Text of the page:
Tell us about the solution you developed?
Owen: “Ryan created the frontend of the solution which displayed all of the patients on the virtual ward. This was essentially a simple mock up, pulling all the data from the backend which I built, which then pulled data from their servers. This meant that we were then able to add observations to each patient record, such as heart rate and blood pressure, which would be needed on a virtual ward.”
Ryan: “As Owen said, I built the frontend of the solution using Blazor to create a virtual ward, and we were given four NHS patient numbers to use. We then assigned each patient to the virtual ward and included functionality to add new patients as and when needed. They also provided a frontend to view the data and this gives you an idea of what the FHIR objects look like under the bonnet.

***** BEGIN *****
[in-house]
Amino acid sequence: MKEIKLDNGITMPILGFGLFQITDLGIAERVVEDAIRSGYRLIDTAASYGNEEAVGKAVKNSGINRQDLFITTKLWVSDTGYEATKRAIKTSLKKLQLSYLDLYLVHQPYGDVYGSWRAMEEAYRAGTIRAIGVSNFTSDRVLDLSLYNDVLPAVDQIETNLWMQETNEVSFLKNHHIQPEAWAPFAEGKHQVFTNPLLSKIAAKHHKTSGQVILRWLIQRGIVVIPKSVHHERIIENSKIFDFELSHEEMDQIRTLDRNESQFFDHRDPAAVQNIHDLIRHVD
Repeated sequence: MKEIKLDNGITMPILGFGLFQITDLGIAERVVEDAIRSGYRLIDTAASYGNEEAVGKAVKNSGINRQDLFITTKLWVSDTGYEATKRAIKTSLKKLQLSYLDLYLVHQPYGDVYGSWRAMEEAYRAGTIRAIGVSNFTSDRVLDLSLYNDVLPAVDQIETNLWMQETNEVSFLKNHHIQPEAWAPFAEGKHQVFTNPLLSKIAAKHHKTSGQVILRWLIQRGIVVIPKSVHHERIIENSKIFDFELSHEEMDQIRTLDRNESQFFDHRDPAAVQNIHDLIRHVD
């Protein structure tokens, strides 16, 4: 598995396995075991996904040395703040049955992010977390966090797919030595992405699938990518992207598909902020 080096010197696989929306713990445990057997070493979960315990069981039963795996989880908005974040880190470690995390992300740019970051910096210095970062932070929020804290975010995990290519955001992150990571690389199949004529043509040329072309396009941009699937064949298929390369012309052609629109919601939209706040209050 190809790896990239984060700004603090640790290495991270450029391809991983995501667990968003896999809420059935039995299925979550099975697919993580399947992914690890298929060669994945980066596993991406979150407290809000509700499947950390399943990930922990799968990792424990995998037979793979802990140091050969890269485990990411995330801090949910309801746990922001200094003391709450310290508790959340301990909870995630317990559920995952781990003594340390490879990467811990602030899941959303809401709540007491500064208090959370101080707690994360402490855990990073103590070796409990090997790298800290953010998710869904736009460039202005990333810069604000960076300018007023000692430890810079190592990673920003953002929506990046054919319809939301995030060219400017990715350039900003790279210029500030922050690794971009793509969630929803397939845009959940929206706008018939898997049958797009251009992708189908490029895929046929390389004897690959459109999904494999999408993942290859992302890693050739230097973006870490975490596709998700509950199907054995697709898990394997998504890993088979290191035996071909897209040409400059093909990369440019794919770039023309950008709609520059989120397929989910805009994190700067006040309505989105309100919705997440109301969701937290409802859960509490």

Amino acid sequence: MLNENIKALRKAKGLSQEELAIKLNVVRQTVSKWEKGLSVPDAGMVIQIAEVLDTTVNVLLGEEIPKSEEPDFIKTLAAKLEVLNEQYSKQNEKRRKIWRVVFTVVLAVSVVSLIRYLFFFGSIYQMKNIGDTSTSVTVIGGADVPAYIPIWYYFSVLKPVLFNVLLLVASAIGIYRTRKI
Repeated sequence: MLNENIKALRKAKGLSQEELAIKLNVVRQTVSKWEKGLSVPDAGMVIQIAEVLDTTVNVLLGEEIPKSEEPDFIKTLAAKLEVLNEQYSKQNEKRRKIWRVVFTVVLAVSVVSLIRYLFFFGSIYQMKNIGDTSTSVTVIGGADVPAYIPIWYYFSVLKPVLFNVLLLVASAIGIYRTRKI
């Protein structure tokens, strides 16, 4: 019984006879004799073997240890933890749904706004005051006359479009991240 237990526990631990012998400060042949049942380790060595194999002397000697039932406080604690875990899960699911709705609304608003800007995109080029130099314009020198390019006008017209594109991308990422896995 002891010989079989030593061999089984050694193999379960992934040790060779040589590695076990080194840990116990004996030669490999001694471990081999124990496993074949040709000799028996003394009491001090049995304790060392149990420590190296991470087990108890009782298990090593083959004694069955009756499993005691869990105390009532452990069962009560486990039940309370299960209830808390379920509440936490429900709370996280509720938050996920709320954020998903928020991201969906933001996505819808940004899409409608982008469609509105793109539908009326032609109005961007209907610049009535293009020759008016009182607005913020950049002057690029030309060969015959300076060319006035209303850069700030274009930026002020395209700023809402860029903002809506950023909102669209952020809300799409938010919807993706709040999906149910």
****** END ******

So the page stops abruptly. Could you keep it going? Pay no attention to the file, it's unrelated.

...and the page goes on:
In our app you could search by a patient’s NHS number and then add the user to the virtual ward. Doing this creates an ‘episode of care’, confirming the user has been assigned to the virtual ward, which then notifies other clinicians that the patient has been registered and assigned to the virtual ward. Within the app we built, there is the ability to add observations about how the patient is responding to treatment, and a score is calculated based on the information that has been input to determine the most appropriate course of treatment or whether the patient can be discharged.”